David’s heart was a repentant heart, and it was because of this that his life was spared. According to the Mosaic law, both David and Bathsheba should have been stoned for committing adultery. But because David’s heart was grieved and genuinely repentant before God, listen to what the Lord said to him through His servant, Samuel: "The Lord has taken away your sin. You are not going to die." [2 Sa 12:13].
David didn’t stop being a man after God’s own heart simply because he had sinned against Him. It was his desire to please God, do His will, and genuinely repent when he sinned which caused him to steal the heart of God.
Beloved, do you know that it is impossible to disappoint God? As humans, we become disappointed with others when they do something that we were not expecting them to do. We thought they would act one way, but they acted another way. We thought they would choose one path, but they chose another. And so, we become disappointed. We become disappointed because ‘we thought’ or ‘we expected.’ God doesn’t ‘think’ or ‘expect;’ He knows. He knows everything ahead of time, including the wrong choices that you and I will make tomorrow. While He may be displeased with our choices, it is impossible for Him to be disappointed with them, because disappointment implies a lack of foreknowledge on God’s part.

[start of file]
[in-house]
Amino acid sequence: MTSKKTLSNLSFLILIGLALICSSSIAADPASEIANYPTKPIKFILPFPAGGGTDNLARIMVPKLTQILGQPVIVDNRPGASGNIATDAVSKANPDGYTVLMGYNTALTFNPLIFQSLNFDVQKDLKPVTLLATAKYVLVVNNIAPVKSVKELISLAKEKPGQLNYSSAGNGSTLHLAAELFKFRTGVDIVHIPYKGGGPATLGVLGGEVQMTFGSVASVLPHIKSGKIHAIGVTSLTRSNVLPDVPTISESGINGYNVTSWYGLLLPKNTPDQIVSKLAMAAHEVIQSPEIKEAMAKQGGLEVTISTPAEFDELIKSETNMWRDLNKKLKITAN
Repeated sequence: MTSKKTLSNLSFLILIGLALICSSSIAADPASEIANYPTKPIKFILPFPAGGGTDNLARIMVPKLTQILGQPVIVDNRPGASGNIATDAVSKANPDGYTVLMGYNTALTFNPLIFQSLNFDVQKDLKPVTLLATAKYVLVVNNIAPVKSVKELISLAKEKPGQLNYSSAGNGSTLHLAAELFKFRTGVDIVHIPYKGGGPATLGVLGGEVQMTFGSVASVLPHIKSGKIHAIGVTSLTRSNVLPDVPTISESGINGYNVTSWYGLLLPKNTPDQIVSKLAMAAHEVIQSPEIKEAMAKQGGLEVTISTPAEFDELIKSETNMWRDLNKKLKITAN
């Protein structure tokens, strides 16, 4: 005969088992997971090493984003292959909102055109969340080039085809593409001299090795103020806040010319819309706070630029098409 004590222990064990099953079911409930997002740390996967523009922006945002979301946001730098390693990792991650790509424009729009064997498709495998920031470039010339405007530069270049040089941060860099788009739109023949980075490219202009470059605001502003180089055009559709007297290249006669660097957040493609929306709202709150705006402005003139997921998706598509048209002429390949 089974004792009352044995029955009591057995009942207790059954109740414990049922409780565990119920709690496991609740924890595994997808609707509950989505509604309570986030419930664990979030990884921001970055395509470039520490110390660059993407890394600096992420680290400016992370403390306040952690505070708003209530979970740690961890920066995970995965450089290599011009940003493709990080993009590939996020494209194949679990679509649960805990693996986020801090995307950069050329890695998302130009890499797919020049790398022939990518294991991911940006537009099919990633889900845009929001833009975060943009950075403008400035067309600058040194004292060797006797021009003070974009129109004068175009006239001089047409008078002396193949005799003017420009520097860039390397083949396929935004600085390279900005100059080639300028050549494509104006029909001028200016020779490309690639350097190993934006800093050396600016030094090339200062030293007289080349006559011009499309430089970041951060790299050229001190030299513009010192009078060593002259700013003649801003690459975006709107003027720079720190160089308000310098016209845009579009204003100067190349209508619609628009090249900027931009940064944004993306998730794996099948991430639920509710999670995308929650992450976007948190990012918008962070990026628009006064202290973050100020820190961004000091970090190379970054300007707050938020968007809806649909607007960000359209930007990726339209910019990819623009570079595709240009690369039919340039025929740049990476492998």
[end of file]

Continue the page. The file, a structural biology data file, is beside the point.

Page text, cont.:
When we sin, God isn’t wringing His hands up in Heaven, shaking his head, and crying out to the angels, "I thought he would take a different path; I thought she would do what I wanted." Again, in His omniscience, He already knows the path we will take or the choices we will make. Therefore, it is impossible for us to disappoint Him.
When we sin against God and genuinely repent of that sin, His call upon our lives still stands. The Lord didn’t remove Saul from the throne because of his sins; he removed him because he refused to acknowledge them and repent of them. David, too sinned against the Lord; yet, he was not removed. David repented; therefore, David remained. He was still God’s choice to shepherd the flock of Israel.
Beloved, it is no different with us! Our mistakes and poor choices don’t write off God’s plan for our lives if we come before Him in genuine, heartfelt repentance.